What is a time of joy for many women was my darkest hour.
I decided not to go to my (ENTER HIGH NUMBER-th) college reunion. Yes, yes...I know...LAME. Mostly, I felt that it's too far and expensive, but also I just don't know if I can stand around and talk about kids and schools and mortgages because, well, I don't have to send my kids to school because I don't have any, and I live in a rent control apartment and in White Upper Middle Class Northeast culture it's the equivalent of living in your parents' basement on unemployment and video game focus group stipends. Not procreating or entering upper-management? WHAT HAPPENED?
I'm not ashamed of my life. Well, a little. I'm not taking any spa weekends or shopping online for my shoe purchases (well, I am, but minus the "purchase" part) but I am paying my bills without killing myself or spending 10 hours a week on the freeway listening to NPR and wondering how my commute contributes to my back problems and thigh width.
Most importantly, in my free time I dance salsa, perform stand-up comedy, and wrote and produced one play. NOT BAD. I still have to work a "DAY JOB" but I can do it on my couch and let's just say I'm not wearing a blazer. Work still presents challenges and stress. Really, the only difference between working from home and working from The Office is that at home I don't have a creepy guy asking, "Do you know how to fix the printer?" or "Can I finish off the birthday cake in the fridge?" (Please note: I LOVE Creepy Guy).
I have many friends who have a family and a full-time job and I admire their commitment, strength, time-management skills, and their love for their kids and home. I enjoy children and I believe I could love, raise, and torture a child as well or better than many parents. And I often think about whether I should take more emergency-like measures to become a Mom, but every time I make a pro and con list, one of the pros is "Then I can be like everyone else"...maybe not the best reason.
Living as an unmarried, childless, self-employed woman makes me an object of scrutiny for my family (well, I think they've given up by now), employers, and creates a lot of uncomfortable moments. However, I am one thing that many mothers are not and that is Not Tired. No, I am Not Tired. Not. At. All. I sleep and wake up when I'm ready. Actually, I sometimes wake up in time to work Central Time (that's like 7:30!), but then I take a nap. I am not connected to the mainstream world of tired people. I know...it must be wrong. Very. Wrong.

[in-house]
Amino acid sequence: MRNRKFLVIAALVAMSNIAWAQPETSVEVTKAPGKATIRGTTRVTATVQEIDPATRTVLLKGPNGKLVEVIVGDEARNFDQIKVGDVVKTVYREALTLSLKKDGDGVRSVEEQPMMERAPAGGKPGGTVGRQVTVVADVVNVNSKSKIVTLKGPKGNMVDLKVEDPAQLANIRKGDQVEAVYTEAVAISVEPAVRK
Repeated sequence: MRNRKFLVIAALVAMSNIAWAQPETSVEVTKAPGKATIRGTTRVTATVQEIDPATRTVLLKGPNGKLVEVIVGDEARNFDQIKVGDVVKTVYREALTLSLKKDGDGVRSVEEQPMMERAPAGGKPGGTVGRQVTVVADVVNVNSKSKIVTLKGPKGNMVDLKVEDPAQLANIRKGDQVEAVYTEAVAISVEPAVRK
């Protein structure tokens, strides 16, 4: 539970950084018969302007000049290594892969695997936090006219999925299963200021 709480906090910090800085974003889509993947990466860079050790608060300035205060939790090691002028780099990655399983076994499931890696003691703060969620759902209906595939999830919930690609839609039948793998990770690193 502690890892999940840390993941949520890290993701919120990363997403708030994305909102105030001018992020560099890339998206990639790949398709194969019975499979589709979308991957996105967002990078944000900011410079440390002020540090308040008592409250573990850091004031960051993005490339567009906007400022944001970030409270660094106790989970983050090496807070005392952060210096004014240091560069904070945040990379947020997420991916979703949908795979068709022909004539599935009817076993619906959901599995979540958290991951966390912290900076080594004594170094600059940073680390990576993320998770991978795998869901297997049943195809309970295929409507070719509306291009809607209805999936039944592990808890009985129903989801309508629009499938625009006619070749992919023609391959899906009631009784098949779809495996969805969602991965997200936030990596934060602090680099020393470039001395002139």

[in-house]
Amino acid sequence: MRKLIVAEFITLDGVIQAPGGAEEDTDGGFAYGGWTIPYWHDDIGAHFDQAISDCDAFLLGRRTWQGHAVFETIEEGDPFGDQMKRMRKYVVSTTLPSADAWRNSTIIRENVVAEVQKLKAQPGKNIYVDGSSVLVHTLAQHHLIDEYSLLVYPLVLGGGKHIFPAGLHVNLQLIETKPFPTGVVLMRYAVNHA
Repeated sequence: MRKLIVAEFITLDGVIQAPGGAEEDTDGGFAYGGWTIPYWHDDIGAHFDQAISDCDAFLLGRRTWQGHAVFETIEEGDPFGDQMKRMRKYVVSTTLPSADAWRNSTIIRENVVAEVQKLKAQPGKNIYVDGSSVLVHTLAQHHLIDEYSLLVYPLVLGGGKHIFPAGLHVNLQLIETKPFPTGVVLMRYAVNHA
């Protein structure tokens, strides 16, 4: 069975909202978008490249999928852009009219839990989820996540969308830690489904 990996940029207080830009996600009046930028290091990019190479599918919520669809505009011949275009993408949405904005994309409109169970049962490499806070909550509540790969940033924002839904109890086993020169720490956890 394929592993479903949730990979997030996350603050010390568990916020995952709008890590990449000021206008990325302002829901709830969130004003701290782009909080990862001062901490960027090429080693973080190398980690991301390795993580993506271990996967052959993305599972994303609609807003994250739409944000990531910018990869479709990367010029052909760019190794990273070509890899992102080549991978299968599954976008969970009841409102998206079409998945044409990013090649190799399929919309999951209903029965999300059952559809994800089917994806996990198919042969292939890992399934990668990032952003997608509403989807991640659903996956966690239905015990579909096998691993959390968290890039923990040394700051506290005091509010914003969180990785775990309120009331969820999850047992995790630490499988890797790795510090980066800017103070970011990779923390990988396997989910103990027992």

It's actually revolutionary. In the History of Women how many of us -- not counting aristocratic or upper class women (who were really prisoners of home and circumstances...can we agree?) -- can attest to this? NOT TIRED. It almost feels like a crime. Like many women, I have spent much of my life saying the following:
"I'M FUCKING TIRED."
"Things are 'crazy.'"
Now, I recently produced a play and, yes that was very tiring. Also sometimes I have to work for focused amounts of time and, yes, I get drained. But on average, I am able to recover, rest, sleep, think, get depressed, go to therapy, work out...take care of myself. THE NERVE.
I'd love to live in a world where women went around saying things like:
"I don't know what to do with all this ENERGY."
"Another day of being supported with all my responsibilities and needs."
"Maybe I should do more..."
Becoming Not Tired was somewhat of an experiment at first. Like most people, I used to justify my existence on the planet by an unreasonable list of activities. One day I thought, "What would happen if I just chilled out?" I became a "freelance contractor" (aka, unemployed, with the occasional gig). But then the gigs became enough to support my bills. What if I just let things be? Would I sink into debt? Would the sky crash down on my well-rested head?
Nope. Nothing happened. All that's happened is that I started to lead more the life I wanted. I do struggle with priorities and time management and self-discipline. I do feel terrified at times, but, just for today, I'm not fucking tired.